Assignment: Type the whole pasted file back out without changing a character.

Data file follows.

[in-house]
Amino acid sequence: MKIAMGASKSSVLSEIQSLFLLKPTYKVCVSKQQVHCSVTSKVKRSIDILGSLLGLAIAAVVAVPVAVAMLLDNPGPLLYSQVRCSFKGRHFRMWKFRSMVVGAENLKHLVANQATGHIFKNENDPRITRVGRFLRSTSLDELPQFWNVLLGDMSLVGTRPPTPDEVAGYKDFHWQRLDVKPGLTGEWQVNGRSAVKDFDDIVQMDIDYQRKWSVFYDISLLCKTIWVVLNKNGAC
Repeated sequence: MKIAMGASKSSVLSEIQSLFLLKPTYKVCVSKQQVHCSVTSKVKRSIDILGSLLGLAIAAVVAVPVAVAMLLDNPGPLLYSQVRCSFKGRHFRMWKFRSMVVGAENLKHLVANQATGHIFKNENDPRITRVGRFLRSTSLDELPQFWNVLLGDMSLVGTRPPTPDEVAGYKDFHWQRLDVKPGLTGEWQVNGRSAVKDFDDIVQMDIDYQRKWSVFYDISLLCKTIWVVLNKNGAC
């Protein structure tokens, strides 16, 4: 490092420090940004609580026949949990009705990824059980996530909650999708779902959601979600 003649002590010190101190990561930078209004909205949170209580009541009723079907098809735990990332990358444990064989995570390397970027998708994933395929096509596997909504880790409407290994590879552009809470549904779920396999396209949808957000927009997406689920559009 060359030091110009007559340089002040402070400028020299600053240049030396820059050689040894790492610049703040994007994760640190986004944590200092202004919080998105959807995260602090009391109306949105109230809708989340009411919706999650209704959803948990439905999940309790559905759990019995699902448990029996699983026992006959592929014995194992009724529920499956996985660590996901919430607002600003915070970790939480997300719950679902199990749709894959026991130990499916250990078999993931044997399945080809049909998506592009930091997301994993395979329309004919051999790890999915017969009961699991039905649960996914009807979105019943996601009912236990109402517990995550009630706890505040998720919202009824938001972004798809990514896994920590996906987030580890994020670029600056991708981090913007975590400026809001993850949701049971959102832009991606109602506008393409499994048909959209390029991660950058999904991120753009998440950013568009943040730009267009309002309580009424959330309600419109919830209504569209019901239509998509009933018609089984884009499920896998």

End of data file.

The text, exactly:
[in-house]
Amino acid sequence: MKIAMGASKSSVLSEIQSLFLLKPTYKVCVSKQQVHCSVTSKVKRSIDILGSLLGLAIAAVVAVPVAVAMLLDNPGPLLYSQVRCSFKGRHFRMWKFRSMVVGAENLKHLVANQATGHIFKNENDPRITRVGRFLRSTSLDELPQFWNVLLGDMSLVGTRPPTPDEVAGYKDFHWQRLDVKPGLTGEWQVNGRSAVKDFDDIVQMDIDYQRKWSVFYDISLLCKTIWVVLNKNGAC
Repeated sequence: MKIAMGASKSSVLSEIQSLFLLKPTYKVCVSKQQVHCSVTSKVKRSIDILGSLLGLAIAAVVAVPVAVAMLLDNPGPLLYSQVRCSFKGRHFRMWKFRSMVVGAENLKHLVANQATGHIFKNENDPRITRVGRFLRSTSLDELPQFWNVLLGDMSLVGTRPPTPDEVAGYKDFHWQRLDVKPGLTGEWQVNGRSAVKDFDDIVQMDIDYQRKWSVFYDISLLCKTIWVVLNKNGAC
């Protein structure tokens, strides 16, 4: 490092420090940004609580026949949990009705990824059980996530909650999708779902959601979600 003649002590010190101190990561930078209004909205949170209580009541009723079907098809735990990332990358444990064989995570390397970027998708994933395929096509596997909504880790409407290994590879552009809470549904779920396999396209949808957000927009997406689920559009 060359030091110009007559340089002040402070400028020299600053240049030396820059050689040894790492610049703040994007994760640190986004944590200092202004919080998105959807995260602090009391109306949105109230809708989340009411919706999650209704959803948990439905999940309790559905759990019995699902448990029996699983026992006959592929014995194992009724529920499956996985660590996901919430607002600003915070970790939480997300719950679902199990749709894959026991130990499916250990078999993931044997399945080809049909998506592009930091997301994993395979329309004919051999790890999915017969009961699991039905649960996914009807979105019943996601009912236990109402517990995550009630706890505040998720919202009824938001972004798809990514896994920590996906987030580890994020670029600056991708981090913007975590400026809001993850949701049971959102832009991606109602506008393409499994048909959209390029991660950058999904991120753009998440950013568009943040730009267009309002309580009424959330309600419109919830209504569209019901239509998509009933018609089984884009499920896998």